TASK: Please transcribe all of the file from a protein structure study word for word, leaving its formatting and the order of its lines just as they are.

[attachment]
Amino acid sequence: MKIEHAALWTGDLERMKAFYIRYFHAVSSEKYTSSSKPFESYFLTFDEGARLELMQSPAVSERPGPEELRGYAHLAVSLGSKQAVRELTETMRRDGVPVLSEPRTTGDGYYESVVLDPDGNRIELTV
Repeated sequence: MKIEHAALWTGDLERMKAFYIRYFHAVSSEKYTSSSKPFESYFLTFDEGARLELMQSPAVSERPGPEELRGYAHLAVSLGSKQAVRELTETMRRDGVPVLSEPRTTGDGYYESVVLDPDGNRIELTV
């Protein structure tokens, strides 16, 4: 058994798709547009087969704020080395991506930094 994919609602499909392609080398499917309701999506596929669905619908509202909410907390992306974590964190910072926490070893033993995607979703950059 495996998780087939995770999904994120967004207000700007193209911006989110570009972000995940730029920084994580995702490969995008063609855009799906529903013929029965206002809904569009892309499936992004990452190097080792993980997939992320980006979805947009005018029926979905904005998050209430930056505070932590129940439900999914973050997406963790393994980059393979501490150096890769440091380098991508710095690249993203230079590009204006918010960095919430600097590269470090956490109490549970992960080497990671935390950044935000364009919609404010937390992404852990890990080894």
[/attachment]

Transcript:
Amino acid sequence: MKIEHAALWTGDLERMKAFYIRYFHAVSSEKYTSSSKPFESYFLTFDEGARLELMQSPAVSERPGPEELRGYAHLAVSLGSKQAVRELTETMRRDGVPVLSEPRTTGDGYYESVVLDPDGNRIELTV
Repeated sequence: MKIEHAALWTGDLERMKAFYIRYFHAVSSEKYTSSSKPFESYFLTFDEGARLELMQSPAVSERPGPEELRGYAHLAVSLGSKQAVRELTETMRRDGVPVLSEPRTTGDGYYESVVLDPDGNRIELTV
């Protein structure tokens, strides 16, 4: 058994798709547009087969704020080395991506930094 994919609602499909392609080398499917309701999506596929669905619908509202909410907390992306974590964190910072926490070893033993995607979703950059 495996998780087939995770999904994120967004207000700007193209911006989110570009972000995940730029920084994580995702490969995008063609855009799906529903013929029965206002809904569009892309499936992004990452190097080792993980997939992320980006979805947009005018029926979905904005998050209430930056505070932590129940439900999914973050997406963790393994980059393979501490150096890769440091380098991508710095690249993203230079590009204006918010960095919430600097590269470090956490109490549970992960080497990671935390950044935000364009919609404010937390992404852990890990080894």